The labrum is a rim of soft tissue surrounding the hip socket that adds to the stability of the hip. Common symptoms of a labral tear of the hip include: pain in the groin or front of the hip, locking, clicking or a catching sensation in the hip. Hip labral tears are generally caused by trauma (IE. car accident), structural abnormalities, and repetitive motions (IE. twisting in golf).

In 2012, the Court in Macdonald v Hazel, 2012 BCSC 2079 awarded the injured person $80,000 for injuries that included a labral tear of the hip.

To read the full decision on CanLII, click here.

Right Superior Fracture of the Inferior Pubic Rami Right Superior Fracture of the Inferior Pubic Rami Diagram

These fractures occur in the pelvic area and are often the result of a direct blow. These fractures often result from a fall from a standing position or in motor vehicle accidents. Common symptoms include: groin pain, leg pain, difficulty walking.

In 1992, the Court in Olah v Goedecke, [1992] BCJ No 2585 awarded the injured person $55,000 for injuries that included a pelvic fracture.

To read the full decision on CanLII, click here.

Receiving the Settlement You Deserve

People often believe that settlement value is mostly determined by the extent of the injury. While this is a factor, the most important information is how the injury has impacted your life. In other words, what does the injury prevent you from being able to do and how does this affect you?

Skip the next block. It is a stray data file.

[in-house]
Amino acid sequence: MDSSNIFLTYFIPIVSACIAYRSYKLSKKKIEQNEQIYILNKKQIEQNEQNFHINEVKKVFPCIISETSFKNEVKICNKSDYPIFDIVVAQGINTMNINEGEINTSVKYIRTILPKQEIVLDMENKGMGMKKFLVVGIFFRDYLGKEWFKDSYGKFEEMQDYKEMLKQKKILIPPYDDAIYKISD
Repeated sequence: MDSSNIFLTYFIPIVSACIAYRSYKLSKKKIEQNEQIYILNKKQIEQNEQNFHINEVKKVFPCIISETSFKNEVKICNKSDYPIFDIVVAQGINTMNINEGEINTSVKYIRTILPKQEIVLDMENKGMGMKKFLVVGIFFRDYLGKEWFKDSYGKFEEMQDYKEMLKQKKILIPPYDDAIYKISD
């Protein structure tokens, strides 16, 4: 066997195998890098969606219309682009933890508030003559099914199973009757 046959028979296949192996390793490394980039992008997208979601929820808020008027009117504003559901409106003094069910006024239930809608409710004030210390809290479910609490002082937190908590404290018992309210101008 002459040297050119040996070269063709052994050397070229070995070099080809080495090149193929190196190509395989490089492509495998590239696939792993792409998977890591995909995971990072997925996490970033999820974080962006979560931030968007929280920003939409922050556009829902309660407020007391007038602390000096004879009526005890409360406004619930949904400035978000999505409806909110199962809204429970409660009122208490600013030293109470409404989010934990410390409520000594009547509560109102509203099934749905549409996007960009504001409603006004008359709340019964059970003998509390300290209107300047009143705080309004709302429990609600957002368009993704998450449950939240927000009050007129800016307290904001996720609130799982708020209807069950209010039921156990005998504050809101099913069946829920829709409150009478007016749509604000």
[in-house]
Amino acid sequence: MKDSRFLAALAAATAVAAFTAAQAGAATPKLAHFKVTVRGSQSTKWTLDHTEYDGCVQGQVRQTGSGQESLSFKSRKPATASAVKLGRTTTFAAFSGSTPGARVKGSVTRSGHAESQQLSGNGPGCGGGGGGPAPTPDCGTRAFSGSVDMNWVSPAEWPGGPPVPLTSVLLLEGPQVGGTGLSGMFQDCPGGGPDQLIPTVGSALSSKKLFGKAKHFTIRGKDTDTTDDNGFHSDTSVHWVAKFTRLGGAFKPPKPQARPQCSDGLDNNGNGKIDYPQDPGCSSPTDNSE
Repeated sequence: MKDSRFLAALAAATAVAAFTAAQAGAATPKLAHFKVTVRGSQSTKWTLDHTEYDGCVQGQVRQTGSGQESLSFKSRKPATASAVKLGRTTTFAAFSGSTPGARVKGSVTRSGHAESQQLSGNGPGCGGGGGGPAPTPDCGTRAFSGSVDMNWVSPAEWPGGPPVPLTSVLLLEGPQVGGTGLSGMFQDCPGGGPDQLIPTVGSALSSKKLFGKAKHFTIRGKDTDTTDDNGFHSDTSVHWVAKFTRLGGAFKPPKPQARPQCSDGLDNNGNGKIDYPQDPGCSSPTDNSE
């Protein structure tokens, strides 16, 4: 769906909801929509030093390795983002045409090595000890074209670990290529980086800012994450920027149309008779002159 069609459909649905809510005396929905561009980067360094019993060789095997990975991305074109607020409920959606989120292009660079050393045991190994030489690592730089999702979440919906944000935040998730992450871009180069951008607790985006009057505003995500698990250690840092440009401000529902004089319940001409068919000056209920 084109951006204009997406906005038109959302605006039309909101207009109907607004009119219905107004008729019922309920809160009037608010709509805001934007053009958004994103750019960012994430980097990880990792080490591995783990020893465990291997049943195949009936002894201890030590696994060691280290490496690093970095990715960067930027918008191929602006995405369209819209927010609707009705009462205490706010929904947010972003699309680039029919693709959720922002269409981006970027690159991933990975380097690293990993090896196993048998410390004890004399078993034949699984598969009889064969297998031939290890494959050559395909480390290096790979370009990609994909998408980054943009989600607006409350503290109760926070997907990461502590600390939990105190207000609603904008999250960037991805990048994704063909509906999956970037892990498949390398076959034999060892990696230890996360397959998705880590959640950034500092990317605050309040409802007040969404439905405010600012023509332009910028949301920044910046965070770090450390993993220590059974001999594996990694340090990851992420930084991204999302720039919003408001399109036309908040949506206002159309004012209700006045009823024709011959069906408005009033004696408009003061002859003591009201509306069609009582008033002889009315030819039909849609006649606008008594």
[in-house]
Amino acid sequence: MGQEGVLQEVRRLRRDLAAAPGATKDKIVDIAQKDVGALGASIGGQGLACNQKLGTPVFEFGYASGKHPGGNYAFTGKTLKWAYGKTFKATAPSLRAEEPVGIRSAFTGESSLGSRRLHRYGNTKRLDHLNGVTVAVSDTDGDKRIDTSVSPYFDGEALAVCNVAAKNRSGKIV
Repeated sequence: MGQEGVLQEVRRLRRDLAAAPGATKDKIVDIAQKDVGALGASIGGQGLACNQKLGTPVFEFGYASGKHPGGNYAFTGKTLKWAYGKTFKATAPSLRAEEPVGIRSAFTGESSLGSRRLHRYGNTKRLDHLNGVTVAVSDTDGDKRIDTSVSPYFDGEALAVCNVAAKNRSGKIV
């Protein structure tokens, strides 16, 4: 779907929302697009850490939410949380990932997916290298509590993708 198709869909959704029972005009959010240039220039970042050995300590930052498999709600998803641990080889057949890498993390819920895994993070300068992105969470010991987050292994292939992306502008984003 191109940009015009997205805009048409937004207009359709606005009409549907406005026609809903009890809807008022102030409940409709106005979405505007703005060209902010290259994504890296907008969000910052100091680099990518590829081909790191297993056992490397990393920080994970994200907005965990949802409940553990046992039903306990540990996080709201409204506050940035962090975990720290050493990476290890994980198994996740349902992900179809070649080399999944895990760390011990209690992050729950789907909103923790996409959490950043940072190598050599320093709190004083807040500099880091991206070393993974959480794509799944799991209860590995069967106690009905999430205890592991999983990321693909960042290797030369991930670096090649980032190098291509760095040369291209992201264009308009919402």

I encourage you to view my previous article about seeking compensation for arm, wrist, and hand injuries, wherein I discuss, in greater detail, the injury and how victims can receive the compensation they deserve.

A thorough lawyer should take the time to fully understand your specific situation, including your life and responsibilities before and after your accident, to ensure you do not under-settle your case. By quantifying every possible loss, you are more likely to receive a just settlement that will help to ease the financial burdens that usually occur during recovery.


 If you have sustained a personal injury at another party’s fault, please contact me and my team of experienced personal injury lawyers for a free consultation.

*Roger R. Foisy is not a medical professional. The advice in this blog is not meant to be a substitute for medical advice.

Watch my video series about personal injury law.

More on Personal Injury from Roger R. Foisy:

Personal Injury Potential Settlement Values: Wrist and Hand Injuries

By Roger Foisy on July 10th, 2019

In our previous article, we discussed arm injuries and how they are often caused by defensive instincts just before impact from a motor vehicle accident. Similarly, wrist and hand injuries are often defensive, and particularly common in slip and fall accidents. In this article, we will take a look at three arm, wrist, and hand injuries and historical examples of the personal injury settlement values victims have received:

Scaphoid FractureScaphoid Fracture